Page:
A jury convicted Marcus of one count of first degree murder (§ 187, subd. (a)), and found true a felony-murder special circumstance allegation (§ 190.2, subd. (a)(17)). The jury also convicted him of two counts of robbery (§ 211), and found true allegations of gang and firearm enhancements on all three counts. The court imposed a sentence of life without the possibility of parole for murder, plus an additional 25 years to life for the firearm enhancement. On appeal, we struck the gang enhancements for lack of substantial evidence, as well as the firearm enhancements, which were invalid without a gang enhancement (see § 12022.53, subd. (e)(1)(A)), but we otherwise affirmed the judgment. (See Galloway , supra , B232165.)

In 2018, the Legislature enacted Senate Bill No. 1437 (2017 2018 Reg. Sess.) (Senate Bill No. 1437), which abolished the natural and probable consequences doctrine in cases of murder, and limited the application of the felony-murder doctrine. (See People v. Gentile (2020) 10 Cal.5th 830, 842 843.) Under the new law, a conviction for felony murder requires proof that the defendant was either the actual killer, acted with the intent to kill, or “was a major participant in the underlying felony and acted with reckless indifference to human life.” (§ 189, subd. (e)(3).) The legislation also enacted former section 1170.95, which established a procedure for vacating murder convictions for defendants who could no longer be convicted of murder because of the changes in the law and resentencing those who were so convicted. (Stats. 2018, ch. 1015, § 4, pp. 6675 6677.) In 2021, the Legislature enacted Senate Bill No. 775 (2021 2022 Reg. Sess.) (Stats. 2021, ch. 551), which clarified and amended certain aspects of Senate Bill No. 1437. The Legislature subsequently renumbered former section 1170.95 as section 1172.6 without further substantive change. (See Stats. 2022, ch. 58, § 10.)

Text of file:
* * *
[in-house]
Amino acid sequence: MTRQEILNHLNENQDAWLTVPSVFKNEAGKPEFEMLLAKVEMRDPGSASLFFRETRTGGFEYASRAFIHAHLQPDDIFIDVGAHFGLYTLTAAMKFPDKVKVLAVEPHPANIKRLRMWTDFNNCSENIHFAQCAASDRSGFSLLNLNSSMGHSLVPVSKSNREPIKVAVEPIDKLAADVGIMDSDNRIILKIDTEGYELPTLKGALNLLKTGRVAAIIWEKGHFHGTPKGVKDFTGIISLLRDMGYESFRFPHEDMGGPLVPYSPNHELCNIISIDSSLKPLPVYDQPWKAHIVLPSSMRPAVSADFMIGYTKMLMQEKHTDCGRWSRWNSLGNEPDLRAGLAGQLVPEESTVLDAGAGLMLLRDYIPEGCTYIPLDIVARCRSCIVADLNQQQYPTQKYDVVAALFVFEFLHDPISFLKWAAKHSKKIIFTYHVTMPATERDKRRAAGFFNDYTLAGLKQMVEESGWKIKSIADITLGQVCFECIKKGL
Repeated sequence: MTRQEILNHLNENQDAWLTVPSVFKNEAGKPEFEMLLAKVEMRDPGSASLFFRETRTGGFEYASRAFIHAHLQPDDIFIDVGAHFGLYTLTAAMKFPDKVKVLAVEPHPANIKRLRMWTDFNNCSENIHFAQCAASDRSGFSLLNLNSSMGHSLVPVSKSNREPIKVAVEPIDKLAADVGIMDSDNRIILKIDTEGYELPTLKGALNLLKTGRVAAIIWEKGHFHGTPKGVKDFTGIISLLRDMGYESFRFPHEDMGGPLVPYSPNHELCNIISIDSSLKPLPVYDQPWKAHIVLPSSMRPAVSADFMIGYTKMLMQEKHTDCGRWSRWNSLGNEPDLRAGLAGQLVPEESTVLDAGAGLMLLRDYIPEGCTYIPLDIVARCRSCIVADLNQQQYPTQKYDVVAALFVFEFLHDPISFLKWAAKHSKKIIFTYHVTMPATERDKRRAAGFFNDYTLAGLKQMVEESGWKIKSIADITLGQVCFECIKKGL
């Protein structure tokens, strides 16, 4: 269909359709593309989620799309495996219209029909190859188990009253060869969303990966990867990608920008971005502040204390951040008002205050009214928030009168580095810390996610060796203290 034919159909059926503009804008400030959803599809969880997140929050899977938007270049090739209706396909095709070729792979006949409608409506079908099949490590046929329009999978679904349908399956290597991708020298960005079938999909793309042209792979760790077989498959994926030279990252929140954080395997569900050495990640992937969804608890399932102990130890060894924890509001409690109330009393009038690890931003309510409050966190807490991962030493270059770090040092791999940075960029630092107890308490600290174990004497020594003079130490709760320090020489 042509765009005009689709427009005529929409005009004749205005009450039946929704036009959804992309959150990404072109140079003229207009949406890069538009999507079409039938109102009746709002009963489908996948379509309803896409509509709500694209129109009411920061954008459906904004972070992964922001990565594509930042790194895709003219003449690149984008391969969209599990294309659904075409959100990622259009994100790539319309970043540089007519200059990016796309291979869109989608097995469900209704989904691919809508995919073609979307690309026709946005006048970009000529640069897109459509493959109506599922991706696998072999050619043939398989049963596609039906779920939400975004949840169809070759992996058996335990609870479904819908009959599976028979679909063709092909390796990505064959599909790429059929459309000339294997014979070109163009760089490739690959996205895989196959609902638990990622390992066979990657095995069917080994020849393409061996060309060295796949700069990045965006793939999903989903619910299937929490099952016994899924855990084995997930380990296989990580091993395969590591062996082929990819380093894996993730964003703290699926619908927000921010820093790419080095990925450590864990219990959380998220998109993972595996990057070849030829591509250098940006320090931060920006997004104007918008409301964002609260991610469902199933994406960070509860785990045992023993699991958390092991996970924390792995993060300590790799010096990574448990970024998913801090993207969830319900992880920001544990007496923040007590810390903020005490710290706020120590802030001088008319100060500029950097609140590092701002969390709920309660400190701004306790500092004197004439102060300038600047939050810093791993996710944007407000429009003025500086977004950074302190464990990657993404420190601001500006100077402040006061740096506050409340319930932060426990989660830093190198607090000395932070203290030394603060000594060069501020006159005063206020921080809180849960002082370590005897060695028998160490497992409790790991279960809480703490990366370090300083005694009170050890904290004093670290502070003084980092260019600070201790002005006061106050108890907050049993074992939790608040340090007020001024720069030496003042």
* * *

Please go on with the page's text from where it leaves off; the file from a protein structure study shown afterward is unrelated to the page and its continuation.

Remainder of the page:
Marcus filed a petition for resentencing on February 26, 2019. The trial court appointed counsel to represent Marcus and forwarded the petition to the district attorney. After obtaining briefing from both parties, the trial court denied the petition on the ground that the record in the case showed as a matter of law that Marcus was not entitled to relief. The court found that the facts of the case, as described in our prior opinion, “establish [ ] that [Marcus] was, at a minimum, a major participant in the murder and acted with reckless indifference to human life during the course of the murder.


In our prior opinion in this case, we affirmed the denial of Marcus’s resentencing petition on the ground that the record showed as a matter of law that he was ineligible for relief. We noted that a felony-murder special-circumstance finding requires proo f at a minimum that the defendant acted “with reckless indifference to human life and as a major participant” (§ 190.2, subd. (d)) in the underlying felony. This is identical to the showing required for felony murder under the law as amended by Senate Bill No. 1437. (See § 189, subd. (e)(3).) To be eligible for resentencing, a defendant must first make a prima facie case that he “could not presently be convicted of murder or attempted murder because of changes to Section 188 or 189 made effective” as a part of Senate Bill No. 1437. (§ 1172.6, subd. (a)(3).) Marcus could not meet this requirement because the special-circumstance finding meant that he remained guilty of murder despite the change in the law.